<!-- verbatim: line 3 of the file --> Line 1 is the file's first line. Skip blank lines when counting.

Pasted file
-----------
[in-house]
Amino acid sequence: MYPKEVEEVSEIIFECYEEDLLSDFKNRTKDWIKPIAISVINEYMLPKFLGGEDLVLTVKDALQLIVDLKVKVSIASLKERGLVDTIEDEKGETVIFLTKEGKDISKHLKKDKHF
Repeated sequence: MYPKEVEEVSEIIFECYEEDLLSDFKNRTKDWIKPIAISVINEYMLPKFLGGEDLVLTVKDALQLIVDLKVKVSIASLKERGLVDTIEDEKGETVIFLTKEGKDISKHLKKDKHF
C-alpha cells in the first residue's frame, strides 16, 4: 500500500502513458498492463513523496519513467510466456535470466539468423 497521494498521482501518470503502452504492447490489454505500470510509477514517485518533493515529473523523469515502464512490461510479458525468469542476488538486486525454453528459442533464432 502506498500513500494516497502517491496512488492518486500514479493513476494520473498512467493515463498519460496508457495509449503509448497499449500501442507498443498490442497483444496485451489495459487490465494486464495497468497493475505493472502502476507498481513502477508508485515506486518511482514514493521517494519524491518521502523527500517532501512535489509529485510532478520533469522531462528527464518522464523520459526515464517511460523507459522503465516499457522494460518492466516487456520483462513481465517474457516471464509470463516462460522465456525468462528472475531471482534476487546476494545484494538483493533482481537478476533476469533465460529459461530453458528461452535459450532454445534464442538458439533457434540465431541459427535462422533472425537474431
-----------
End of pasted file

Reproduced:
Repeated sequence: MYPKEVEEVSEIIFECYEEDLLSDFKNRTKDWIKPIAISVINEYMLPKFLGGEDLVLTVKDALQLIVDLKVKVSIASLKERGLVDTIEDEKGETVIFLTKEGKDISKHLKKDKHF